Central Regional Deputy Commander of the Ghana Immigration Service (GIS), Supt. Ahmed Musah, has stated that human trafficking has now become a pandemic due to the rampant rate at which it was growing in the country.
According to him, if Ghana was not careful, it will be listed under tier three which will deny the state of millions of dollars in aid.
He, therefore, called for intensification of education to enable the country get closer in arresting perpetuators.
Speaking at this year’s World Day Against Child Labour in Cape Coast last Monday which was organised by Friends of the Nation, a non-governmental organisation (NGO), Supt. Musah called for mandatory partnership to enhance the reporting of cases to the appropriate quarters for action to be taken.
He noted that his outfit understands the effects of human trafficking and child labour since it is regarded as one of the inhumane activities.
“Children in particular are not supposed to go through this kind of misdemeanor because it affects their general wellbeing but what we see now in our country is parents pushing their wards into this slavery because of poverty which is very unfortunate,” he lamented.
The deputy commander hinted that his outfit has therefore been working with other stakeholders such as the police, NGOs and the community to rescue victims over the years.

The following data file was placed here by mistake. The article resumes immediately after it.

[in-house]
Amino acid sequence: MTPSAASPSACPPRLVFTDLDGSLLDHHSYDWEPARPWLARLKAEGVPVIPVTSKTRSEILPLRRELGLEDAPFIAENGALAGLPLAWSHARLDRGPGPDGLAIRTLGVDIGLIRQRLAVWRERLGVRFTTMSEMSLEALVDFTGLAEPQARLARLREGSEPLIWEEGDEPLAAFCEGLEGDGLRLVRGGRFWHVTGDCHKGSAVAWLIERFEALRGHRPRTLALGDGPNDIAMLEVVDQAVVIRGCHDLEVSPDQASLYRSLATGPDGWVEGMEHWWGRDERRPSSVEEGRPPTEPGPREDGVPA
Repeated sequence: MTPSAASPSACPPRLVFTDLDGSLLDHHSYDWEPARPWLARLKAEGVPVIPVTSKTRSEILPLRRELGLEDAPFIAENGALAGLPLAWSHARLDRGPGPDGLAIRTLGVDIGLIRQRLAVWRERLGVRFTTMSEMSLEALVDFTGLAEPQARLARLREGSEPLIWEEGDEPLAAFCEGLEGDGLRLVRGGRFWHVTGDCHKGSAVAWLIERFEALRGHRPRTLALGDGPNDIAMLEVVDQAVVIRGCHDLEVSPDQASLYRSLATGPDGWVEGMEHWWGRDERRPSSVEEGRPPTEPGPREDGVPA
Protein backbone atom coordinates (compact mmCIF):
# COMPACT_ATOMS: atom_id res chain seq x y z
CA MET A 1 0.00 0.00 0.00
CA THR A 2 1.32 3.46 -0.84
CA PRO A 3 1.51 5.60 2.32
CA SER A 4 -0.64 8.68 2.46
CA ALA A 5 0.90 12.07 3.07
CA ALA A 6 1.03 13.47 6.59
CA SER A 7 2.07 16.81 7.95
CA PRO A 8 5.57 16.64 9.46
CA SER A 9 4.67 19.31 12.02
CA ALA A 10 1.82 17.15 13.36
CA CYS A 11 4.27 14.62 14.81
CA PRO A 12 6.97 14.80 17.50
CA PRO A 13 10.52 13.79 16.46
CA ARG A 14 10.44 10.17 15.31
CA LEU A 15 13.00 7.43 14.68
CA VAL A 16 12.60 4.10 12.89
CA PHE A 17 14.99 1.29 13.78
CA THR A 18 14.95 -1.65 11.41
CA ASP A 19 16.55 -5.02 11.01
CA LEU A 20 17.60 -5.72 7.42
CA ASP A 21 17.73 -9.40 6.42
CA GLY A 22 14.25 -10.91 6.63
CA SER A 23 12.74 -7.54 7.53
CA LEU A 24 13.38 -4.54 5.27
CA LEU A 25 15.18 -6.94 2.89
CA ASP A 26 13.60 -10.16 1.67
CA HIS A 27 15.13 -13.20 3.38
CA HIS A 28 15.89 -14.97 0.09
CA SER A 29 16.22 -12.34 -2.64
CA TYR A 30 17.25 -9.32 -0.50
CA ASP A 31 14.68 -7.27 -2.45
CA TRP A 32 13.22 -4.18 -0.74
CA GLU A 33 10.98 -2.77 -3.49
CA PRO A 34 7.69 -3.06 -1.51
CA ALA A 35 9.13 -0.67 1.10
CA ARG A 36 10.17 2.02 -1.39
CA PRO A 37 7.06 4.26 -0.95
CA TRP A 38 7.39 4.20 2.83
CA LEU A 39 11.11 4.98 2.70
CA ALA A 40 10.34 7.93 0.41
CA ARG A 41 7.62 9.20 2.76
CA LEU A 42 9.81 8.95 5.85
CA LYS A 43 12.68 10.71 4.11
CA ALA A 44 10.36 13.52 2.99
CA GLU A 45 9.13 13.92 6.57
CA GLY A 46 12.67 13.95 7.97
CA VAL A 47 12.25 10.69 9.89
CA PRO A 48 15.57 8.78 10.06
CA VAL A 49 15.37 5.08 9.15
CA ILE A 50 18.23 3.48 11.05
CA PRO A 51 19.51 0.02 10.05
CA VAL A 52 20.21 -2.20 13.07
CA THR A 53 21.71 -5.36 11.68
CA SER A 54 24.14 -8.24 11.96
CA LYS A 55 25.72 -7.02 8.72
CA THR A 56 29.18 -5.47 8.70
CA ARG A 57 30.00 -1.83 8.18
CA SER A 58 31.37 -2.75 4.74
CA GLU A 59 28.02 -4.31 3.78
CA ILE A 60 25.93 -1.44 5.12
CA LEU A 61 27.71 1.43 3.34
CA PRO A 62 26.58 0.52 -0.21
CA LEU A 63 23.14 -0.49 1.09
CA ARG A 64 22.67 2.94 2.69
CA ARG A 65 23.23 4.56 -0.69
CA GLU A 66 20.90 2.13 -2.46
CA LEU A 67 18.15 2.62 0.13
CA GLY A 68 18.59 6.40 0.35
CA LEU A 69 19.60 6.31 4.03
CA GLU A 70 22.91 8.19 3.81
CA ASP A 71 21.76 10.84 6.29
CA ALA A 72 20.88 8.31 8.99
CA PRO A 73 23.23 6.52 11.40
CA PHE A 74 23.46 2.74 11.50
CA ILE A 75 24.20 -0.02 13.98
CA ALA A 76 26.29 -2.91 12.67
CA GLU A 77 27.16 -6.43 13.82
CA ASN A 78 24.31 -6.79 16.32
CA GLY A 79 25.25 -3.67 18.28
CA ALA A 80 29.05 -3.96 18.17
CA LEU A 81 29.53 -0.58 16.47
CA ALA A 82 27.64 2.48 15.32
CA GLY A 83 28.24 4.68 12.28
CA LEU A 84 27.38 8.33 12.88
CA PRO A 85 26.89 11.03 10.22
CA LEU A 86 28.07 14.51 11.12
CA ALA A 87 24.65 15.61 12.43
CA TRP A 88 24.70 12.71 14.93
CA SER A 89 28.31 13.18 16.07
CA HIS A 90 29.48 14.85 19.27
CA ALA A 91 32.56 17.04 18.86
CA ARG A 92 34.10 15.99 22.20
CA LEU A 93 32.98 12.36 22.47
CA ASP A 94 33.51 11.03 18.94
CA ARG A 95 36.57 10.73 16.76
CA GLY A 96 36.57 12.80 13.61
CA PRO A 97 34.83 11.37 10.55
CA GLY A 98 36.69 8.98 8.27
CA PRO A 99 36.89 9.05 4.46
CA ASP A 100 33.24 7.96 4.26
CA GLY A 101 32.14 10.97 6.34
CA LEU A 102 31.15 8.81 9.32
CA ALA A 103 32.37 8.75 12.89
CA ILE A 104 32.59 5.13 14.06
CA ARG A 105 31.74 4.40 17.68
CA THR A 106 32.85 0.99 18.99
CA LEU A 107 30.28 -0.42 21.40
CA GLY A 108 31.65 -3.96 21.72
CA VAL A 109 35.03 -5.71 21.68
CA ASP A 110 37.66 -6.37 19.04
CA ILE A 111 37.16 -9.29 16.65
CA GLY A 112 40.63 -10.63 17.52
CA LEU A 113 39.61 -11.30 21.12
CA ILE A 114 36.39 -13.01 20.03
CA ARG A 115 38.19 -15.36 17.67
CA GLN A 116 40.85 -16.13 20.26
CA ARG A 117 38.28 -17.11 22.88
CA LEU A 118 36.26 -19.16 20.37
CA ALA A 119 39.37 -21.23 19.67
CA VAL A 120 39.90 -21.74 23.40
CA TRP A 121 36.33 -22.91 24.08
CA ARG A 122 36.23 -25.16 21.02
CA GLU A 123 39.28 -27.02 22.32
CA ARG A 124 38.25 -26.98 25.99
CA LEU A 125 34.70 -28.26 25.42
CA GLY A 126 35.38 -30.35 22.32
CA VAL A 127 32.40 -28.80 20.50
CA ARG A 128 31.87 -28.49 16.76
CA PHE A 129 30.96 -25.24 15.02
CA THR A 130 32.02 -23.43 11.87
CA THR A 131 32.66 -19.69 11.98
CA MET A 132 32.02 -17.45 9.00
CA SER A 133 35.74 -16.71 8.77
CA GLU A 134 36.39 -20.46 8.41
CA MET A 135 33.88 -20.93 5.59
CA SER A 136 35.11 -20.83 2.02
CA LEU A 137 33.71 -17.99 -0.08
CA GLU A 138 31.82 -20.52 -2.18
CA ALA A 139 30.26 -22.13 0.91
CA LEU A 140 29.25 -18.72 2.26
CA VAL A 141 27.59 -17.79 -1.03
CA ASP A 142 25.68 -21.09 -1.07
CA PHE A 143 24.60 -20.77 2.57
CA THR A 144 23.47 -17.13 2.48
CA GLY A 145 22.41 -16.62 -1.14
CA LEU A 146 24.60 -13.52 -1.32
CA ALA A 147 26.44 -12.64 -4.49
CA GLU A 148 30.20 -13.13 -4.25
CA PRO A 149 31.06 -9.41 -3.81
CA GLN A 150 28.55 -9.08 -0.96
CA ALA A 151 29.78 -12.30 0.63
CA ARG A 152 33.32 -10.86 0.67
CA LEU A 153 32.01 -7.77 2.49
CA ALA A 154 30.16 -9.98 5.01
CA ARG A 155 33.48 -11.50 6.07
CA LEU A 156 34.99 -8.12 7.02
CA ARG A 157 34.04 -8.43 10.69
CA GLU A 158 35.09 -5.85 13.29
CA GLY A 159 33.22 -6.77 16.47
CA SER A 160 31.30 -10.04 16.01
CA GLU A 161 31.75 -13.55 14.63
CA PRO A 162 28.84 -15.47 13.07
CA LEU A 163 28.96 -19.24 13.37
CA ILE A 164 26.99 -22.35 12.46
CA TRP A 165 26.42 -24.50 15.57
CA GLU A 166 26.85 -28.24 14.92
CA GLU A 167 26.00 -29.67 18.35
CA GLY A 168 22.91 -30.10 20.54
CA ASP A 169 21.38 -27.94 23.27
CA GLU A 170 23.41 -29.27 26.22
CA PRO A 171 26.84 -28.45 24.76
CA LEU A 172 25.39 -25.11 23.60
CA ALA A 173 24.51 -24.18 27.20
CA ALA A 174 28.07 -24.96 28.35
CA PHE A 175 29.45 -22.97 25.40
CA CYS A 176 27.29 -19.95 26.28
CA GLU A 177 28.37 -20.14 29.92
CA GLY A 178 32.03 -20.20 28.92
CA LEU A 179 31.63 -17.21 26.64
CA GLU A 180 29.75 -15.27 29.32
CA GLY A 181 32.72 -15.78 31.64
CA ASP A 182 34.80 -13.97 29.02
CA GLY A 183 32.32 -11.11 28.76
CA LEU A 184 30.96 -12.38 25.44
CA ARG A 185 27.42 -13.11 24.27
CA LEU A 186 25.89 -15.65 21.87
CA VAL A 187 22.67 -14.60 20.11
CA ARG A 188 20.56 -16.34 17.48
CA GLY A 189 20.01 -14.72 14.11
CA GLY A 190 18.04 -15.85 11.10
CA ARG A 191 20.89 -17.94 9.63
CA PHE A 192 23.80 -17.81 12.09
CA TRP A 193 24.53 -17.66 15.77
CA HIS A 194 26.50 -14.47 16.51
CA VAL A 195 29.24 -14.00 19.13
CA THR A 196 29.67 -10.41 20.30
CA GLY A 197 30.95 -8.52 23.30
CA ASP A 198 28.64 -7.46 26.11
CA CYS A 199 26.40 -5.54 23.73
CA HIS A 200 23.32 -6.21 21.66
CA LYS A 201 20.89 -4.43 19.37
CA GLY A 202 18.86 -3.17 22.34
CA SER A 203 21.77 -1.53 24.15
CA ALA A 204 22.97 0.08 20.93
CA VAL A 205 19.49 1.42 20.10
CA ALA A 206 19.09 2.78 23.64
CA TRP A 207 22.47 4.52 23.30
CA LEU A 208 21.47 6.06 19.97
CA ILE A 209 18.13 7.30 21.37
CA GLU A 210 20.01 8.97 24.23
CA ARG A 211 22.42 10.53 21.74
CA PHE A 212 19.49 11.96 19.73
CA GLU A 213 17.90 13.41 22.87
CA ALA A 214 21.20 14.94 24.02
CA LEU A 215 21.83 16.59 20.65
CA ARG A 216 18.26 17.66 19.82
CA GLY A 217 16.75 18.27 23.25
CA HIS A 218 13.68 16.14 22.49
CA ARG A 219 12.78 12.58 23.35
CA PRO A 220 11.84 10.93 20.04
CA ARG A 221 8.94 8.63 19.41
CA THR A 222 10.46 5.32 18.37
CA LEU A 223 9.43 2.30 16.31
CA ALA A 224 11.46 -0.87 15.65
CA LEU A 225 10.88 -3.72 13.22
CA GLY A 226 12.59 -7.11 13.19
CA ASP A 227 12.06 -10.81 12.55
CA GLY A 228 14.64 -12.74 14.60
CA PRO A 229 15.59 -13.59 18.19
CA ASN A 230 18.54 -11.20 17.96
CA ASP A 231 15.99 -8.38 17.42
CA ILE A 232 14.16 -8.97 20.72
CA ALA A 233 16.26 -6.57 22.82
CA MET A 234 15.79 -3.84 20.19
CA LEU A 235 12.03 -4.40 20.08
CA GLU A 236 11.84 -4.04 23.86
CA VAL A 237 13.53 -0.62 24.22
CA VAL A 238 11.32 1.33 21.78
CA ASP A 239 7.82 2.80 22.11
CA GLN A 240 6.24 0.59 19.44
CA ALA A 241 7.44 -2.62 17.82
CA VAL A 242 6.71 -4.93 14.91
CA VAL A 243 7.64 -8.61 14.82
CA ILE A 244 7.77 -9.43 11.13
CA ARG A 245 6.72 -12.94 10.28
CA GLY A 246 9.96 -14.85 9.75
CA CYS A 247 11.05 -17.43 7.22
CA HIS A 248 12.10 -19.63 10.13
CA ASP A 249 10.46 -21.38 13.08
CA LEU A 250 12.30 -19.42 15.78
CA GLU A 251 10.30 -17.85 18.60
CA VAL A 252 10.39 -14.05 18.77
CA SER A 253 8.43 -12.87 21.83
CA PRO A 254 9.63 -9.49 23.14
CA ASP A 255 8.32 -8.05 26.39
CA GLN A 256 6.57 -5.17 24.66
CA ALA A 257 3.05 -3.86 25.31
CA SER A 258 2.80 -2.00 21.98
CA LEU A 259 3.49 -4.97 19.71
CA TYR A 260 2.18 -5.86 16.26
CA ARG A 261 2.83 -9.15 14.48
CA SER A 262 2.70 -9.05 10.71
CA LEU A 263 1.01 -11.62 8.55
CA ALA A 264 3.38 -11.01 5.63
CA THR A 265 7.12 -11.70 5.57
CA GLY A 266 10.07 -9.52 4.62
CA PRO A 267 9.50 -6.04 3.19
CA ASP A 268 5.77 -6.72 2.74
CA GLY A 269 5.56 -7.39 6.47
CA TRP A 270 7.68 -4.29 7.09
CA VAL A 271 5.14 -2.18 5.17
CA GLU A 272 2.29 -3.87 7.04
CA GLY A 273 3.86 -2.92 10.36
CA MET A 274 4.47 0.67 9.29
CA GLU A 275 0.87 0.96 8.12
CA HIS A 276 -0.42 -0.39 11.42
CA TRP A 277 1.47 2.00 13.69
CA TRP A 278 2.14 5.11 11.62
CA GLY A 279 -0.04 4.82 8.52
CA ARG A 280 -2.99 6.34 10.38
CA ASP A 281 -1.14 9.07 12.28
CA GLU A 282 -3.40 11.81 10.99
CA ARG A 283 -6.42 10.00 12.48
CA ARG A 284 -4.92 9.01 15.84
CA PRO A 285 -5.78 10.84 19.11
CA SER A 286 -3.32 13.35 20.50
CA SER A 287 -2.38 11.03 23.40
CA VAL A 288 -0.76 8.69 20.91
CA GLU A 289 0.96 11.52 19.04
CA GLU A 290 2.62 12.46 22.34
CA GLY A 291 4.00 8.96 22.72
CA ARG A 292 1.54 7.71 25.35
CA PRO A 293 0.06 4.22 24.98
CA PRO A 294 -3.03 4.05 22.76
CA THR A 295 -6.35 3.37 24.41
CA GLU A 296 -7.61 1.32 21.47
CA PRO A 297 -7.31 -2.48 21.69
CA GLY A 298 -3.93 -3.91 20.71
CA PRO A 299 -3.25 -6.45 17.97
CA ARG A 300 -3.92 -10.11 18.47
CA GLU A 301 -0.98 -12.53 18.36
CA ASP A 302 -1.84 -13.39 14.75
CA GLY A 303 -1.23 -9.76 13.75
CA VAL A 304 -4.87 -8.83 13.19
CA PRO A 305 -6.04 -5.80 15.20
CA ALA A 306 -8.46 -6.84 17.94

“In February this year we were able to rescue 11 victims and arrested two suspects at Agona Swedru with the help of the police upon a tip off,” he disclosed.
“Just recently in Winneba we intercepted 3 other victims who were adults and have handed them over to the police after interrogating them,” he added.
Supt. Musah indicated that GIS has human trafficking units throughout its offices in the regions, districts and boarders and has been training its personnel on the menace to be able to identify and arrest perpetuators.
“We intend doing this continuously to keep on hammering on the effects of this canker and flush it out of the society,” he assured.
The Central Regional Coordinator of the Domestic Violence and Victims Support Unit (DOVVSU) of the Ghana Police Service, DSP George Appiah Sakyi, disclosed that his outfit has received over 50 cases of child labour in the region alone over the years with over 15 cases of human trafficking in the first quarter of this year.
He stressed the need to intensify sensitisation on the canker so as to draw the clear difference between child work and child labour.
By Magdalene Abrobrah, Cape Coast, Central Region